win. “ He imagines he is at play when he is at church; he takes his prayer-book for a pack of cards, and thinks he is shuffling when he turns over the leaves. This man will play like Nero when the city is on fire, or like Archimedes when it is sacking, rather than interrupt his game.
If play hath reduced him to poverty, then he is like one drowning, who fastens upon any thing next at hand. Amongst other of his shipwrecks, he hath happily lost shame, and this want supplies him. No man puts his brain to more use than he; for his life is a daily invention, and each meal a new stratagem; and, like a fly,
will boldly sup at every man's cup. He will offer you a quart of sack, out of his joy to see you ; and, in requital of this courtesy, you can do no less than pay for it. His borrowings are like subsidies, each man a shilling or twó, as he can well dispend; which they lend him not with the hope to be repaid, but that he will come no more. Men shun him, at length, as they do an infec-. tion; and having done with the aye, as: his cloaths to him, hung on as long as he could, atlast drops off.”
The same author describes an ordinary * of the above period in glowing colours, and prɔceeds: “ These rooks can do little harm in the day-time at an ordinary, being forced to play upon the square; although now and then they make an advantage, when the box-keeper goes with him; and then the knave and rascal will violate his trust for profit, and lend him (when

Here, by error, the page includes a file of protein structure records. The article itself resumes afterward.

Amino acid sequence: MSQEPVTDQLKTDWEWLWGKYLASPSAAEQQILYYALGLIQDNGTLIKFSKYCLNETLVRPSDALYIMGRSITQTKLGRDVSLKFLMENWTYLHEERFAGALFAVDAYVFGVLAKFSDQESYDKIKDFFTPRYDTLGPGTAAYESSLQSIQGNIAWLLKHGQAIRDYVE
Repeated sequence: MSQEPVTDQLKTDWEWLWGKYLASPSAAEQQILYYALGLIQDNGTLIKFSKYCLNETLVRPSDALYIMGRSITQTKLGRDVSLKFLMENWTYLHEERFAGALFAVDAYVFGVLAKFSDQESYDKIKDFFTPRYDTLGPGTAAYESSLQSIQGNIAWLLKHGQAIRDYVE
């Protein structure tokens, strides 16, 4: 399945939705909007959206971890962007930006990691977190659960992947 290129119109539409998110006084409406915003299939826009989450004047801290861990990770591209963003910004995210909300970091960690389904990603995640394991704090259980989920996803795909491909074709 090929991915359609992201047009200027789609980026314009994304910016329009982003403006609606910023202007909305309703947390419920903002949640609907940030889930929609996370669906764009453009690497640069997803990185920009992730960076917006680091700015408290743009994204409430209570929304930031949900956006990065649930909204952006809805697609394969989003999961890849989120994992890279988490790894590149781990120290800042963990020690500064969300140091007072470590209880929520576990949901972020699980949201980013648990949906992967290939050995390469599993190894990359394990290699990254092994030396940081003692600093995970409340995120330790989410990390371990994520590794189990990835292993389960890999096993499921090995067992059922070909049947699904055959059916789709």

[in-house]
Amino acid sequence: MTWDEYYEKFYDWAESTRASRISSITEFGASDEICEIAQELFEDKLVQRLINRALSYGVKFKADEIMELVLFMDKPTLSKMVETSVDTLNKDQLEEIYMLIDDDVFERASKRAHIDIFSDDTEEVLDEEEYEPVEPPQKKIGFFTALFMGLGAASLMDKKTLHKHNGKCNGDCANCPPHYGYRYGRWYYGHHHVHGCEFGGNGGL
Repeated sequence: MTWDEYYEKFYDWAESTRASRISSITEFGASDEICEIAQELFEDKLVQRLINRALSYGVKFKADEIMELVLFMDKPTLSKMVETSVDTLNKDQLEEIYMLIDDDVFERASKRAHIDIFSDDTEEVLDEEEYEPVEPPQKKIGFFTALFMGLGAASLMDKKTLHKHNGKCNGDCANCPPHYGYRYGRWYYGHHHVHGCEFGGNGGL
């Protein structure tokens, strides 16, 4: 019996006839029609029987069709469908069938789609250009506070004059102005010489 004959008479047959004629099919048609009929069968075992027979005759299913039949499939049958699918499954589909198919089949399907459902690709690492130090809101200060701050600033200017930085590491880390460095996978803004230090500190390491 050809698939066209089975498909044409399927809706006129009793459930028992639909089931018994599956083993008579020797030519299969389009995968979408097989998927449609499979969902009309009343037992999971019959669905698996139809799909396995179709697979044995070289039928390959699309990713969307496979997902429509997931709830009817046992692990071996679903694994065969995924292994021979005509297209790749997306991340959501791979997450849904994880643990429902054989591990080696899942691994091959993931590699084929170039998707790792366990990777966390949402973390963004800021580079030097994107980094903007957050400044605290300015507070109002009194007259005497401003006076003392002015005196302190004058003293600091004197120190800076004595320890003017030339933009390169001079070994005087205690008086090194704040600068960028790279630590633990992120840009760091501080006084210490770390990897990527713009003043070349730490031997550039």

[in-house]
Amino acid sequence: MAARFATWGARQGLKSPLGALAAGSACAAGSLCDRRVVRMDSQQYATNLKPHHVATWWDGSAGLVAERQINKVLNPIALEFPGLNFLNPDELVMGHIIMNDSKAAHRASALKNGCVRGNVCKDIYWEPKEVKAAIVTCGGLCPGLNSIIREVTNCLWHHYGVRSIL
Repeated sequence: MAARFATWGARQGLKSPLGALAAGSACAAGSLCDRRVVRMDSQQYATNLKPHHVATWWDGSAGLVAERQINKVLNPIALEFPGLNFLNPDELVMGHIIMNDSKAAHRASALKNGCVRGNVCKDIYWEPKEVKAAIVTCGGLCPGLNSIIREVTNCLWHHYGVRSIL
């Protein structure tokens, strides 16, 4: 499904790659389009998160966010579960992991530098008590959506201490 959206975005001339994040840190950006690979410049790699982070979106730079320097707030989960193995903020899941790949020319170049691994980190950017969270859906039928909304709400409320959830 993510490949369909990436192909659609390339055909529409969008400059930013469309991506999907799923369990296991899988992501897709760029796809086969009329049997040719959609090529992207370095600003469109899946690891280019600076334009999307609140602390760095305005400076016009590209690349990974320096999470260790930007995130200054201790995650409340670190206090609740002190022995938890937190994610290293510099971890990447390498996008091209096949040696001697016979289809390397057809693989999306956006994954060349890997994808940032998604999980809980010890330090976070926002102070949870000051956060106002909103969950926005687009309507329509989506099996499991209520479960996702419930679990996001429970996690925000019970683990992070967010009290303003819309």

* A small book, published in 1974, mentiors an ordinary in these words ; from which it will be found, that the ordinary of that time was but little different from those of the present day, in one particular : “An ordinary is a handsome house, where every day, about the hour of twelve, a good dinner is prepared, by way of ordinary, composed of variety of dishes in season, well dressed, with all other accommodations fit for that purpose ; whereby many gentlemen of great estates and good repute make this place their resort, who after dinner play awhile for recreation, both moderately, and commonly without deserving reproof."
he sees good) a tickler shall do his business; but if discovered, the box-keeper ought to be soundly kicked for his pains. Such practices, and sometimes the box-keeper's connivances, are so much 'used of late, that there is nothing near that fair play in an ordinary as formerly. The day being shut in, you may properly compare this place to those countries which lie far in the North, where it is as clear at midnight as at noon day; and though it is a house of sin, yet you cannot call it a house of darkness; for the candles never go out till morning, unless the sudden fury of a losing gamester makes them extinct. This is the time (when ravenous beasts usually seek their prey) wherein comes shoals of Huffs, Hectors, Setters, Gilts, Pads, Biters, Divers, Lifters, Filers, Budgies, Droppers, Cross-biters, &c. and these may all pass under the general and common appellation of Rooks. And in this particular an ordinary serves as a nursery for Tyburn; for if any one will put himself to the trouble of observation, he shall find that there is seldom a year wherein there are not some of this gang hung as precious jewels in the ear of Tyburn. Look back, and you will find a great many gone already : God knows how many are to follow! Thesc Rooks are in continual motion, walking from one table to another, till they can discover some inexperienced young gentleman, cashier, or apprentice, that is come to this school